Also known as IOM, intraoperative neuromonitoring is almost always relatively inexpensive when compared to the overall cost of a surgery itself, but far too often IOM companies willing to stretch the bounds of normal billing practices find themselves the beneficiaries of six-figure insurance payments.
IOM, common during many types of back surgeries, provides a surgeon with a technological “heads-up” should he or she start coming too close to potentially doing any long-term damage to the patient’s central nervous system.
During a year-long investigation, 9NEWS uncovered multiple instances in which insurance companies paid bills that were hundreds of times the typical payment for IOM. In each case, the company chosen by a surgeon to perform the IOM just so happened to be the same company that had, in past years, paid that surgeon -- a partner in the company -- handsomely.
“It’s a shame for the medical system and for the integrity of physicians as a whole,” said one Colorado doctor. “It’s unethical, and it’s immoral.”
Among other things, the 9Wants to Know investigation has found:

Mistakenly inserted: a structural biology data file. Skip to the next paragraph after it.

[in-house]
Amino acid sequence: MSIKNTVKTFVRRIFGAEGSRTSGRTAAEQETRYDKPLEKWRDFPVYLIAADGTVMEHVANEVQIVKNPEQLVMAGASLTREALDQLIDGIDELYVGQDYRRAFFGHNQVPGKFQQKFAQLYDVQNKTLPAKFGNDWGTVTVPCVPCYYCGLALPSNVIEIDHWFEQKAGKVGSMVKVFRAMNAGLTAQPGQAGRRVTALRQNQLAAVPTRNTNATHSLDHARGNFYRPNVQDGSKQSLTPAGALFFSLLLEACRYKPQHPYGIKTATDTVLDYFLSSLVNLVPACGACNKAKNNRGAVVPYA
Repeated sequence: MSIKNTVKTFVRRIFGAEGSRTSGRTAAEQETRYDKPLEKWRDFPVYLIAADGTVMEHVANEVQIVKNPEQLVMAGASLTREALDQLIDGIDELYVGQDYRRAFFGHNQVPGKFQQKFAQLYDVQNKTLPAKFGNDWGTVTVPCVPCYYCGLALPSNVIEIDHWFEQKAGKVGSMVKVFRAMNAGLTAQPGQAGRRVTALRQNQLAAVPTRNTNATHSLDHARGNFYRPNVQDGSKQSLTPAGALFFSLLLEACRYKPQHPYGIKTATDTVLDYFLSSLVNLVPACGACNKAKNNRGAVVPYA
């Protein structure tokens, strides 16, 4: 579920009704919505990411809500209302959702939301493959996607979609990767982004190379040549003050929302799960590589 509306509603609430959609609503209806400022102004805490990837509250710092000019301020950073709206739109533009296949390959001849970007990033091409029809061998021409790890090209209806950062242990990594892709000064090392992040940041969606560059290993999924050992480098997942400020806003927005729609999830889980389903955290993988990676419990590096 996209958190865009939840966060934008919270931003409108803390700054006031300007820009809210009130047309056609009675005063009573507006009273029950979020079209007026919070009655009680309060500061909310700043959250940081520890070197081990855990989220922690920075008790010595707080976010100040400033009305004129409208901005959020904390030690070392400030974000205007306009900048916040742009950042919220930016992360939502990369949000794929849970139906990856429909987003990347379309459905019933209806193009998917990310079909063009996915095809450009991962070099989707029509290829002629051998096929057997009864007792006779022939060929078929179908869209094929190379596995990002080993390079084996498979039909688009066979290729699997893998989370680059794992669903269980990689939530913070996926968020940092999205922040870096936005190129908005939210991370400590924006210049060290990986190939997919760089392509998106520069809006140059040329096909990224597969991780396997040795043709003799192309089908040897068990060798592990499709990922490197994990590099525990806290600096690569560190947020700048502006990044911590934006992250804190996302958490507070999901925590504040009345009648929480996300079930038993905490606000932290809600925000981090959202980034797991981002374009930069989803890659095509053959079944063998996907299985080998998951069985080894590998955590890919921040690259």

- A relatively small number of Colorado insurance claims for IOM cost insurance carriers, on average, $63,076 per case, between 2012 and 2016 (the median Medicare payment during the same time was $100)
- A trio of IOM procedures led to a $400,000 payout to one IOM company -- a company with close ties to the surgeon who utilized the service
- That Colorado surgeon pocketed nearly a half-million dollars in one year from his partnership with an IOM company
- IOM companies who try not to let surgeons in on their profits suggest they’re losing business as a result
Insurance companies don’t like talking about it; neither do the very hospitals that allow the practices to continue.
And until three patients decided to share their stories with 9Wants to Know, the story had drawn little attention in the public sphere.
As the husband of one of those patients told us, “It’s pretty obvious something is going on behind the scenes.”